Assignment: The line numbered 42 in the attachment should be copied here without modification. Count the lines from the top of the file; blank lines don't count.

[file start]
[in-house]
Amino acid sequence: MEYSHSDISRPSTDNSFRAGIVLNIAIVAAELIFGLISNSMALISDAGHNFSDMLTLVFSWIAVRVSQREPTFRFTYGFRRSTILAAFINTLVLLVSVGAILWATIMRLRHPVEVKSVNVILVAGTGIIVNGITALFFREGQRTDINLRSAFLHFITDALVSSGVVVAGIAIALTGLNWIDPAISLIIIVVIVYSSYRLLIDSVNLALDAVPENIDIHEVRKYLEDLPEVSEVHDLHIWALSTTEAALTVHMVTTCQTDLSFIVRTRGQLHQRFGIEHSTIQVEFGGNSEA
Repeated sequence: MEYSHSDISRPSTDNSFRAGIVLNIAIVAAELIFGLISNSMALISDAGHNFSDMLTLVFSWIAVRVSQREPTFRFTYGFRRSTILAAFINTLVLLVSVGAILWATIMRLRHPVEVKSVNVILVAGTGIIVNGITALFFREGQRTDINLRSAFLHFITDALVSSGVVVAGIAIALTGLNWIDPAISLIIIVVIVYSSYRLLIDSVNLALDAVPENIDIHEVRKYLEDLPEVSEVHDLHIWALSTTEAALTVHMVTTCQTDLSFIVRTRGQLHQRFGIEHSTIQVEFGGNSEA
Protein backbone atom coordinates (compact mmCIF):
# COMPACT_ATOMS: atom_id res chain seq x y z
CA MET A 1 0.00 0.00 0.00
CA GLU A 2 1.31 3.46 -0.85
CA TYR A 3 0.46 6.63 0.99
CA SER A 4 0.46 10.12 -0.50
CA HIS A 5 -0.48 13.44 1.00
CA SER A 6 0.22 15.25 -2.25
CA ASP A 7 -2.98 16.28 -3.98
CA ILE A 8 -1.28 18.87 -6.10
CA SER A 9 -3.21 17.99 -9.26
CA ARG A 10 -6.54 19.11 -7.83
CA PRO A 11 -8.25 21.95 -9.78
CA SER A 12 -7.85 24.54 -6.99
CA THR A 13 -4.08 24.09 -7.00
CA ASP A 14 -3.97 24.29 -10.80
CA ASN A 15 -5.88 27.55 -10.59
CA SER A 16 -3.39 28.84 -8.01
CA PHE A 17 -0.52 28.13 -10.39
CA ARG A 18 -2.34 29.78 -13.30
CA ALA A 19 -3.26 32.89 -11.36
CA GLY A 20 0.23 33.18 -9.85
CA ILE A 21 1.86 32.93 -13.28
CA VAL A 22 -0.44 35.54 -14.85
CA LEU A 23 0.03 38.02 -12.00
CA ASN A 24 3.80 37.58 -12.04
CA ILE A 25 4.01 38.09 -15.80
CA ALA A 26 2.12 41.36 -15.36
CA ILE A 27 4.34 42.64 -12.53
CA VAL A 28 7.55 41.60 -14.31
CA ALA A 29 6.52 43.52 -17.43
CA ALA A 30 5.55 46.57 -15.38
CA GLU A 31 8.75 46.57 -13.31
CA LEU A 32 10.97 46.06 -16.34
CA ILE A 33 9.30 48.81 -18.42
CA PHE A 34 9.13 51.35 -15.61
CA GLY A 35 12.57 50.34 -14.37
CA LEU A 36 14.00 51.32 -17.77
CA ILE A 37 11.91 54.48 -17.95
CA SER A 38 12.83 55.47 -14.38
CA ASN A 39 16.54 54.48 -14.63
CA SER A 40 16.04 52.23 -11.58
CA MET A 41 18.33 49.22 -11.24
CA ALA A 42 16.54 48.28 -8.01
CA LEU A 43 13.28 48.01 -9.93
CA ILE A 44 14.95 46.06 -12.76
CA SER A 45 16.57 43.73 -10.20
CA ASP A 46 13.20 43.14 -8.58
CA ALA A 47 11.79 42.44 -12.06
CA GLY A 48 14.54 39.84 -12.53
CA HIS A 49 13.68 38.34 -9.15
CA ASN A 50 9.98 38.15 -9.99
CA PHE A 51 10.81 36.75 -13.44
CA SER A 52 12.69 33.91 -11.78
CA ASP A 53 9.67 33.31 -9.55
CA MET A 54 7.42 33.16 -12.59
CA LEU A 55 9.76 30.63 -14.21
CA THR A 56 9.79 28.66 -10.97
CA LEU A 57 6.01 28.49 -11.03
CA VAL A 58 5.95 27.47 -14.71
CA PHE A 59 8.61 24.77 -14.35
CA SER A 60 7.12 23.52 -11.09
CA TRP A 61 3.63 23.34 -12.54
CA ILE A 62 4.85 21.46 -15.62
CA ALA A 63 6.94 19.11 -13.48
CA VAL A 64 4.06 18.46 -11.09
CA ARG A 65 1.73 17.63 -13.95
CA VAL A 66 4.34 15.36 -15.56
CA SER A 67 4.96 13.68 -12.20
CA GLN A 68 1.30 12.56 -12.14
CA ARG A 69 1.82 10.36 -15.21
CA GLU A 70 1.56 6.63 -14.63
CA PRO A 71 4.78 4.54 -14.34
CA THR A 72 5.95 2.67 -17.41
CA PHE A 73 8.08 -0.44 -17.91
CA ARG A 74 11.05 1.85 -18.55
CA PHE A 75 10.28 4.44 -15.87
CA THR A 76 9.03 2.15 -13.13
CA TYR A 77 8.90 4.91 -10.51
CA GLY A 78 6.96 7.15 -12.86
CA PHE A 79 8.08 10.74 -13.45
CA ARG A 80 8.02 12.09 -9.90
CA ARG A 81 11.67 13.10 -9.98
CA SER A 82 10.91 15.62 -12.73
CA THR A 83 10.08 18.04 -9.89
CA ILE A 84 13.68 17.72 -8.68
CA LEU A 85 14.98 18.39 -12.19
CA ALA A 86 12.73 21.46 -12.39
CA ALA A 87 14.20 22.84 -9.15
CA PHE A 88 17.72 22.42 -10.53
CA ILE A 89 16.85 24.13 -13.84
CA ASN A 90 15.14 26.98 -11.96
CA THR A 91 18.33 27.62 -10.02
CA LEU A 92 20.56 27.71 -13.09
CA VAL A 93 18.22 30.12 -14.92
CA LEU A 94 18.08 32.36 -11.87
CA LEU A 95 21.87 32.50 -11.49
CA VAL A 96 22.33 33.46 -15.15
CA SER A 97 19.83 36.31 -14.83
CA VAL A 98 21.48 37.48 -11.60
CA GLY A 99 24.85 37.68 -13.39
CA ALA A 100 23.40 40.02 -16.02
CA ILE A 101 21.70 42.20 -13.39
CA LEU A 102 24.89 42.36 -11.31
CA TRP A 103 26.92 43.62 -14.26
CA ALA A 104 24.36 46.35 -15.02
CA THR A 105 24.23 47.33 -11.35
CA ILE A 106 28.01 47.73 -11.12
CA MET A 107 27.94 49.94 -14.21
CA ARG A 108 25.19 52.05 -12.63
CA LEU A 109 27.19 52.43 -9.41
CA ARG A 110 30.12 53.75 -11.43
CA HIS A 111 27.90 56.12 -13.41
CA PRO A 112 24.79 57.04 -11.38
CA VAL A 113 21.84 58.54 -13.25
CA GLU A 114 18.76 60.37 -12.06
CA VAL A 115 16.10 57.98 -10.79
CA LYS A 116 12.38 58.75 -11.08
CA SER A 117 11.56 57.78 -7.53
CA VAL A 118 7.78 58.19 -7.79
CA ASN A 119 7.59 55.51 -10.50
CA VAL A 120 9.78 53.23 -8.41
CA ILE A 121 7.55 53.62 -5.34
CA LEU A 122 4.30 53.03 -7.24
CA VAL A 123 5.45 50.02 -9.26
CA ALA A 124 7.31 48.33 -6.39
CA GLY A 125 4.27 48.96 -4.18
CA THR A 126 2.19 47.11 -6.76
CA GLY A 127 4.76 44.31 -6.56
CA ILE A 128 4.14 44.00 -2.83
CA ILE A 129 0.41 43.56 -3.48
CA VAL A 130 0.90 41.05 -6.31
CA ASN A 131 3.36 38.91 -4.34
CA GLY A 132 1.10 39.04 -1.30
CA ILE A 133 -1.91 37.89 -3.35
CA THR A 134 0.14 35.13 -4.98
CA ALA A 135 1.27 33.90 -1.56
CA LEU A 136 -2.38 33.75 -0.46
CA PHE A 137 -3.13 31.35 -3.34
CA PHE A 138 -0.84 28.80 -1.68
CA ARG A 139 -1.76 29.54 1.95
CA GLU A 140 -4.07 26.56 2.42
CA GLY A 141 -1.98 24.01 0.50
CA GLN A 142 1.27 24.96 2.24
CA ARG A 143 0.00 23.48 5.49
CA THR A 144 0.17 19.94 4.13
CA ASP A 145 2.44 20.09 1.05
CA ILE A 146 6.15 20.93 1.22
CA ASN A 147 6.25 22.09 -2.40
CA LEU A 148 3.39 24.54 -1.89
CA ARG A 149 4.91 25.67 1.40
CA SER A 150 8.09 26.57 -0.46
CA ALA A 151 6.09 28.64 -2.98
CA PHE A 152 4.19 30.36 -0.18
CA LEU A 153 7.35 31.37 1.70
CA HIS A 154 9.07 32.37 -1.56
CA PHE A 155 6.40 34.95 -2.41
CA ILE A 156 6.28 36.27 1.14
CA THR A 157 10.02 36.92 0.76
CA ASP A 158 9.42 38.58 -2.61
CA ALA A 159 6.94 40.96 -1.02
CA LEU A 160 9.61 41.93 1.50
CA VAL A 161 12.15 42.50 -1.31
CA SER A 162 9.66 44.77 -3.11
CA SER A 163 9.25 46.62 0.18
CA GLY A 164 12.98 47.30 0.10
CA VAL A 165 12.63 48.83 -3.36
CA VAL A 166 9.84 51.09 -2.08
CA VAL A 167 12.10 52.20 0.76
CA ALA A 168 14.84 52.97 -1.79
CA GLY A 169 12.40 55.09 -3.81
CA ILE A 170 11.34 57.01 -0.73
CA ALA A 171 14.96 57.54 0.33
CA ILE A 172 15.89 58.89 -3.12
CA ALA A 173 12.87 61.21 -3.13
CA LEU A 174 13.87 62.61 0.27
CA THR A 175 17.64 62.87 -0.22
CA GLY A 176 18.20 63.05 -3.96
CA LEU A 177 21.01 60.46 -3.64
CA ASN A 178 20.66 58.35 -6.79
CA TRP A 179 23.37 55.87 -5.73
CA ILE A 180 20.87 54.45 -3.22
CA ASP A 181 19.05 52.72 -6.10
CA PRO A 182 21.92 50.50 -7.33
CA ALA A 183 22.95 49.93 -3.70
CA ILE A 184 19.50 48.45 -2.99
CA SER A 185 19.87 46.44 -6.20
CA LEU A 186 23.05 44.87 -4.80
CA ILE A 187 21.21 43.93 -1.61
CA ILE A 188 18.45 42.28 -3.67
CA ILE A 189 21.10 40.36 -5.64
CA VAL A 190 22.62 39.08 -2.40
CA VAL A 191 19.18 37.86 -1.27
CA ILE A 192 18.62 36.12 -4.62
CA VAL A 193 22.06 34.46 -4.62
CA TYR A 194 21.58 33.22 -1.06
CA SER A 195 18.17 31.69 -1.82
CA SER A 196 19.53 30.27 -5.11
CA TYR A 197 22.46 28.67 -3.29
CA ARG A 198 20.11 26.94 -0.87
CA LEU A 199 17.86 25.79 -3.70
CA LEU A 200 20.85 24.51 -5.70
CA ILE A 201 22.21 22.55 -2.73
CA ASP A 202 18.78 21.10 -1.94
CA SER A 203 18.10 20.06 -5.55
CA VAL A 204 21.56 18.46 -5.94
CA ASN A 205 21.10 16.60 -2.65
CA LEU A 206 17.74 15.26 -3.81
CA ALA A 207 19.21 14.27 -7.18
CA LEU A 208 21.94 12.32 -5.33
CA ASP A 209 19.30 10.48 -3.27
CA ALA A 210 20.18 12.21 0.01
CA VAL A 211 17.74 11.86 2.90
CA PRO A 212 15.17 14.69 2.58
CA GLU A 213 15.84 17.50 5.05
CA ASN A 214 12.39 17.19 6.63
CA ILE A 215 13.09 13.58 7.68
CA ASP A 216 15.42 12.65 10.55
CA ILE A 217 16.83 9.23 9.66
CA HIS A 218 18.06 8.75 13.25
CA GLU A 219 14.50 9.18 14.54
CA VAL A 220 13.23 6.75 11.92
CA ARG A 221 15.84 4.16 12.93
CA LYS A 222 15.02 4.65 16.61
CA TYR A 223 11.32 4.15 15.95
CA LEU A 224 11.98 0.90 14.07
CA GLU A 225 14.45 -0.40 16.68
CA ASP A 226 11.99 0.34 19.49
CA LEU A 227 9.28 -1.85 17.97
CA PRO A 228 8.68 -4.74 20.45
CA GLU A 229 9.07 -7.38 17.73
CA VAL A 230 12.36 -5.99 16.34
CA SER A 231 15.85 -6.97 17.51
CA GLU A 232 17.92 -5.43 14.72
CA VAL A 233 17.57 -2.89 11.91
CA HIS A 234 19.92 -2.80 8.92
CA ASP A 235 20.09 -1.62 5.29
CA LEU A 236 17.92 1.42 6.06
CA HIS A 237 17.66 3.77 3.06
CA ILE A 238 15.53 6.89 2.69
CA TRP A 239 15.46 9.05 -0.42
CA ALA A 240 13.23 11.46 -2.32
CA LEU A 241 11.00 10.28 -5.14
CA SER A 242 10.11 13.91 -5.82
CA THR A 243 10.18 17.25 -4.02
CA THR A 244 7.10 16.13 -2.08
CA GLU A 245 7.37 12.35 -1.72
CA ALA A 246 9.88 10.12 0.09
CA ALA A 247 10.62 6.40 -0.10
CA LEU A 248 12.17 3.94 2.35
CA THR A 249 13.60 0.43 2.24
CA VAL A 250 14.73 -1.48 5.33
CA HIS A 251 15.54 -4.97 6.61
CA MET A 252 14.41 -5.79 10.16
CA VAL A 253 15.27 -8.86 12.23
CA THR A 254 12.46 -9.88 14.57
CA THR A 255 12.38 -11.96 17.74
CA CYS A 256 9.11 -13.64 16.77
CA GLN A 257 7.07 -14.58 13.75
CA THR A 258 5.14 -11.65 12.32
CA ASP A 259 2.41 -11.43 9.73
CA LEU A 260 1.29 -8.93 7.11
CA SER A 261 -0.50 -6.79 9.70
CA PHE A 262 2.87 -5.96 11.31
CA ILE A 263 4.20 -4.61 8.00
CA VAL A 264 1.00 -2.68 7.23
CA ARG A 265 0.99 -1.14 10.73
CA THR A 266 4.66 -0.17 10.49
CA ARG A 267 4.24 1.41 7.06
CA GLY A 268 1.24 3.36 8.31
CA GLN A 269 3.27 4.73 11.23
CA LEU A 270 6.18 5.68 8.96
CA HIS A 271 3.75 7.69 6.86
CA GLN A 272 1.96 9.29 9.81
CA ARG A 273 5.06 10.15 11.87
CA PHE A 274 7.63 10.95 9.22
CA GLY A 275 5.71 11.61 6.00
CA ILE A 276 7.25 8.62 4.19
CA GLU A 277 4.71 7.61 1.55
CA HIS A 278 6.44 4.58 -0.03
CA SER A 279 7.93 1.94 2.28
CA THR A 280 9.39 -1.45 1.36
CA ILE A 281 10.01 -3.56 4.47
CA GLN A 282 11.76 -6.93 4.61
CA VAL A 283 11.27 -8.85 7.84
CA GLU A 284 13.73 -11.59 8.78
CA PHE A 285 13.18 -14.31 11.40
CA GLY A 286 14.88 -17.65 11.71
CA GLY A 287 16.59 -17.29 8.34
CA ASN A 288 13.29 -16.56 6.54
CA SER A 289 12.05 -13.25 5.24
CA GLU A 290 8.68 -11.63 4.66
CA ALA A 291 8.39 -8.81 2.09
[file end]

CA ILE A 37 11.91 54.48 -17.95